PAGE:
Okay, I’m not 100 percent sure. It could just be a completely made up name Panda Express wordsmithed to give to their new Korean Kobari Beef. I’m not Korean, nor do I have a Korean translator handy to ask, but kobari really does sound more like Korean profanity than a Korean dish. According to the internet, which I trust when diagnosing rashes on my body, the words jiral, shibal, poji, gaeseki, kochu and byungsin are all real Korean obscenities.

Don’t you think kobari would fit nicely in that list?

Actually, I have to admit, if those swear words were on a Korean barbeque menu, they would all sound delicious. I would especially want to put some kochu in my mouth to go with a bibimbap. As for kobari, I still think it sounds like a swear word.

And if it’s not, I think we should all start using it like one. But I’m not sure what it should mean because after doing Korean profanity research, they appear to have words for all the common swear words that English speakers have. So it’s going to have to be an uncommon English swear word.

Personally, I think it should mean taint licker, i.e. a level above brown nosing.

For example: Man, Bob wants that raise so badly that he’s being a total kobari!

Well, until kobari is added to Urban Dictionary, I guess for now it will be the name of Panda Express’ Kobari Beef, which is made up of thin slices of marinated beef with wok-seared bell peppers, mushrooms, onions and leeks and tossed with a sweet, smoky and spicy Kobari sauce.

While the previous sentence makes Kobari Beef sound delicious, I have to say that it’s quite possibly the most boring and blandish non-starch item I’ve ever eaten at Panda Express. I don’t have a beef with most of the ingredients, but I think the Kobari sauce is the cause of this dish’s lack of flavor. While it’s sweet, smoky and spicy, it’s also not a very strong sauce. It’s what makes Kobari Beef The English Patient of Panda Express dishes, and I’m surprised I didn’t fall asleep while eating it.

When I heard Panda Express was doing a Korean dish, it seems a bit odd to me because if you ask some people, they’ll say Panda Express doesn’t even do Chinese very well. But I’m a Panda Express fan and there is a very short list of their dishes that I won’t eat, most of which include shrimp, which I am allergic to. However, that list got a little longer because of Kobari Beef.

While I may not enjoy it, others probably will and if Kobari Beef becomes successful, it could encourage Panda Express to create menu items from other Asian cuisines and give them names that sound like profanity from their respective languages.

(Nutrition Facts – 5.3 ounces – 210 calories, 60 calories from fat, 7 grams of fat, 1.5 grams of saturated fat, 0 grams of trans fat, 25 milligrams of cholesterol, 840 milligrams of sodium, 20 grams of carbohydrates, 2 grams of fiber, 10 grams of sugar and 15 grams of protein.)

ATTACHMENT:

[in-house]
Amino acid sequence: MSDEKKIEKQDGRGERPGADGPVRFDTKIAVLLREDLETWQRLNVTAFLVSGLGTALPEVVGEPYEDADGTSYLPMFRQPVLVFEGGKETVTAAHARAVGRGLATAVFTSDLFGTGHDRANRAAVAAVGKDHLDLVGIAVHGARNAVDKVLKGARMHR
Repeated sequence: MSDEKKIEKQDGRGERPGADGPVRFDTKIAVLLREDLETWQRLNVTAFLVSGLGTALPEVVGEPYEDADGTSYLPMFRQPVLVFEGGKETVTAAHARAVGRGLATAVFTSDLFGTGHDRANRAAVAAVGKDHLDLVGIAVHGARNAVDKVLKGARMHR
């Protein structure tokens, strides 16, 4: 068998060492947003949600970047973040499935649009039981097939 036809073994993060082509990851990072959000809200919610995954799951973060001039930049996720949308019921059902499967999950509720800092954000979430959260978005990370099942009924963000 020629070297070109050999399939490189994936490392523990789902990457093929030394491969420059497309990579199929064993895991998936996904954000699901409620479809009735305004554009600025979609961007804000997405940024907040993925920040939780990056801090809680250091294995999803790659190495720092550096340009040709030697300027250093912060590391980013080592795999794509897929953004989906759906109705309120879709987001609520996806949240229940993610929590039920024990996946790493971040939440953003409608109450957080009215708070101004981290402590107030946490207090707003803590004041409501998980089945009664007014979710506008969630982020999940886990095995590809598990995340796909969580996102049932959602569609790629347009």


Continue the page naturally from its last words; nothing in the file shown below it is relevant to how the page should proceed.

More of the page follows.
Item: Panda Express Kobari Beef
Price: $6.50 (2 choice plate)
Size: 5.3 ounces
Purchased at: Panda Express
Rating: 3 out of 10
Pros: Uses leeks. Wide variety of vegetables used. Other Panda Express choices. Decent calorie count. Good source of protein. Knowing how to swear in other languages. Putting some kochu in my mouth.
Cons: The English Patient of Panda Express dishes. Boring and bland. Weak sauce. Not having a Korean translator handy. Awesome source of sodium. Kobari sounds like a Korean swear word.

REVIEW: BK Breakfast Ciabatta Club Sandwich

The new BK Breakfast Ciabatta Club Sandwich has so much pork, in the forms of sliced ham and bacon, that if one were to put a white gown on it, a blonde wig on top of it and somehow make it say moi, Kermit the Frog would fall in love with it.

However, the most interesting ingredient found in this breakfast sandwich are the two slices of tomatoes. I don’t know about you, but it feels a little weird to be eating vegetables in the morning. I think they do it on a regular basis in some European countries, but I’m too lazy to Google it to see if it’s true. I guess I’m just used to fast food breakfast sandwiches only having filling that was either slaughtered or comes from the poop hole of a chicken.

Along with the ham, bacon and tomatoes, the BK Breakfast Ciabatta Club Sandwich also comes with cheese, a layer of scrambled eggs and a smoky tomato sauce in between a rectangular whole grain ciabatta bun. Wait…tomatoes AND a whole grain bun? Those ingredients almost make it sound kind of healthy and makes me think I won’t need a Zumba workout to burn it off.

Unfortunately, it contains 23 grams of fat and seven grams of saturated fat so I’m still going to need the workout sensation that’s sweeping the nation — Zumba!

The sandwich is a decent size and is as heavy as Burger King’s Sausage, Egg & Cheese Croissan’wich. The slightly stiff crust of the ciabatta bread makes it quite sturdy and helps prevent ingredients from falling out of the sandwich. If only celebrity dress were made out of the same stuff, then maybe The Superficial would have less nip slip photos.

Oh wait, that would be a bad thing.